If your business is running short on working capital, it can totally derail operations and add to your stress. The good news is there are lots of ways to remedy this common situation. On this page, we’ll go over how to identify if your company has enough working capital and how to improve your numbers if you’re struggling or are in danger of running into issues.
Step 1: Do the Math
Net Working Capital = Current Assets – Current Liabilities
Naturally, your net working capital should be a positive number. You’ll determine what yours is by adding up assets like your cash on hand and unpaid invoices. Then, you’ll subtract what you owe others from this number, such as payments on debt.
Working Capital Ratio = Current Assets / Current Liabilities
Simply knowing that you’re on the positive side isn’t enough. It’s important to know what your operational efficiency is, too. Calculate your working capital ratio. If it’s a 1.0 or less, meaning you’re paying out everything you have, that’s a red flag. There’s absolutely no wiggle room for you, which can be a major issue if clients don’t pay on time or you face an unexpected expense. Conversely, if you rise above a 2.0, it could be a sign that you’re not making the most of the cash you have on hand. You might want to look over your budget and see if you can invest in things that will help you grow, like new equipment or marketing.
Step #2: Get Invoices Paid Faster
Many small businesses have huge amounts of money tied up in unpaid invoices. This is one of the things Interstate Capital helps companies with. We provide invoice factoring services, which means we give our clients money for their unpaid invoices, then collect from the business that owes. Additional strategies that can help invoices get paid faster include:
- Billing immediately after the service/ product is delivered. Don’t wait until the end of the month.
- Providing an incentive for early payments.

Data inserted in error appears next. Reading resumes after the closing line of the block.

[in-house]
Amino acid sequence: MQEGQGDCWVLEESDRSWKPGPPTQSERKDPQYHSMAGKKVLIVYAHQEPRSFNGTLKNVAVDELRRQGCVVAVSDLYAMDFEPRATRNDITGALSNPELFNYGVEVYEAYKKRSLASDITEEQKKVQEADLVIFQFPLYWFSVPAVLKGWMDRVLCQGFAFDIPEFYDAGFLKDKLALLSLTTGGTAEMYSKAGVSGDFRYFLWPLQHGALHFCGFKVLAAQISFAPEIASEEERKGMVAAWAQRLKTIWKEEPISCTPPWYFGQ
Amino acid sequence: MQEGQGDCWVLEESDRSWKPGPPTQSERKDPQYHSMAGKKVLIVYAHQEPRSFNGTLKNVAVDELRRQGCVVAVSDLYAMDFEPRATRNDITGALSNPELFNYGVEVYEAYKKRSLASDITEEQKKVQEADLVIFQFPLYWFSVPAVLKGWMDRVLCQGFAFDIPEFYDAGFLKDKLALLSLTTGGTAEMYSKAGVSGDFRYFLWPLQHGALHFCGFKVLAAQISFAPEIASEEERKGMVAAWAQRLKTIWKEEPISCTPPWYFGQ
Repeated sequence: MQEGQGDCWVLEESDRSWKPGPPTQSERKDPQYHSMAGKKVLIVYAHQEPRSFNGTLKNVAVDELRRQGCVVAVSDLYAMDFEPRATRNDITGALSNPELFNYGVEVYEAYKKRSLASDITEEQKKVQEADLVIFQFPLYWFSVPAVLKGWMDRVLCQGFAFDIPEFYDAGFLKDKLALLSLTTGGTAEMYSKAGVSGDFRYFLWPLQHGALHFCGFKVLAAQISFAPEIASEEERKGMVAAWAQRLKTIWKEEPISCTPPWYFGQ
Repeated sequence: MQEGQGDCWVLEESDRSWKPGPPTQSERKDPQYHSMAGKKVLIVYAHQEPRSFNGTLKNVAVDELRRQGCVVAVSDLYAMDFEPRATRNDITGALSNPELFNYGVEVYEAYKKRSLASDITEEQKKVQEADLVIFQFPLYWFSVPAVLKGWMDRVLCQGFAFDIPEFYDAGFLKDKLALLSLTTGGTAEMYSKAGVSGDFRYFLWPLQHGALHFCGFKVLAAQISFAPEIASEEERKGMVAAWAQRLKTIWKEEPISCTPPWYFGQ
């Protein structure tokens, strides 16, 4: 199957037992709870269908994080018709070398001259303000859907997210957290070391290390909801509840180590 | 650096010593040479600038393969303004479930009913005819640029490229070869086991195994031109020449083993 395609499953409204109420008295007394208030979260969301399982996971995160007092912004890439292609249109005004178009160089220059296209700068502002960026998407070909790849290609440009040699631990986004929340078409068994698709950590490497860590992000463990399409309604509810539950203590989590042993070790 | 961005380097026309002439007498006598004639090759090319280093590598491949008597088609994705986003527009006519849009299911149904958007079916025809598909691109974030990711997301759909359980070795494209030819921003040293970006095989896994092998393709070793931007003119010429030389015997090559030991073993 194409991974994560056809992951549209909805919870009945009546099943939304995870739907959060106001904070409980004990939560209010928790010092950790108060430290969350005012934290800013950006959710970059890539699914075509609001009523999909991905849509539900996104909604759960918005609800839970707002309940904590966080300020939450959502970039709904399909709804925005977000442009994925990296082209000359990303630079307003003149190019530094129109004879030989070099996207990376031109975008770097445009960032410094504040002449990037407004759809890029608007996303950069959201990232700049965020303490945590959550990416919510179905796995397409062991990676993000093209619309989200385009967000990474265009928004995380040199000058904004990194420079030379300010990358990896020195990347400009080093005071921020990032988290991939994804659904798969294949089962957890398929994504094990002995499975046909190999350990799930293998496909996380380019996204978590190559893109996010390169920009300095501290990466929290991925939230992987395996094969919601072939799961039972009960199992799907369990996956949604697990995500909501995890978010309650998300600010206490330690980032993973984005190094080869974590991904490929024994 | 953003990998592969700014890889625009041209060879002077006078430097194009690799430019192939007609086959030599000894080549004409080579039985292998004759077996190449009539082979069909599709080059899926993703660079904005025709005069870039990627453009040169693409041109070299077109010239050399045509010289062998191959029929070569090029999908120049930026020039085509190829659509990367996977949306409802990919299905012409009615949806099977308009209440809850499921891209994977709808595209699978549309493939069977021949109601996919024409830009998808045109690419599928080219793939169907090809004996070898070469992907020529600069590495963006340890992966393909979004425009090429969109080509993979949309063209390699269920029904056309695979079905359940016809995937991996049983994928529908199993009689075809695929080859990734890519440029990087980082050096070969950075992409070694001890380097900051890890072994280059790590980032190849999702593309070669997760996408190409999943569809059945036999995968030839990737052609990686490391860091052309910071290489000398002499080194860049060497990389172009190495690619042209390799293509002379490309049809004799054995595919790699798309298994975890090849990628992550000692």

- Establishing a penalty for late payments.
- Making it easier on clients to make payments by providing an online payment portal.
- Automating the billing process and sending out regular reminders.
Step #3: Check Your Inventory
Technically, inventory counts as an asset, but you can’t always count on it to pay your bills. Make sure your inventory counts are enough to see you through, but if you have excess, hold off on purchasing more items or producing more goods until your stockpile depletes.
Step #4: Examine Your Vendor Options and Look for Savings
No matter what business you’re in, you need resources to complete your work. For example, if you’re a trucker, you’re paying for gas and maybe even subscription to load boards. At Interstate Capital, we offer our transportation clients access to a free load board and have fuel discount cards that can help. If you’re not a client or own a business outside the transportation industry, see if there are ways to cut vendor costs. Bear in mind, you may not have to leave your current vendors to get a discount. Just as you may offer a discount for early payment, many other companies offer the same, or might give you a discount for setting up automatic payments.
Step #5: Evaluate Your Fixed Expenses
Making monthly payments on things like rent or company vehicles? See if there are ways to reduce these costs. You may be able to refinance to get better rates or find less expensive options.
Step #6: Automate and Outsource
Everything from invoicing to payroll can be automated, saving on expensive labor costs and reducing errors. It may also be worthwhile to look into outsourcing specific business processes or jobs, saving on the expense of maintaining an in-house team while giving you expert help.
Step #7: Work with Specialists
Tax specialists can help ensure you’re minimizing your liabilities, so you keep more money in your pockets. Working with a tax specialist can pay for itself if you’re overlooking even one minor thing. It may also be advantageous to bring on an accountant, either to do a one-time review or to schedule regular reviews of your accounting practices and areas of opportunity.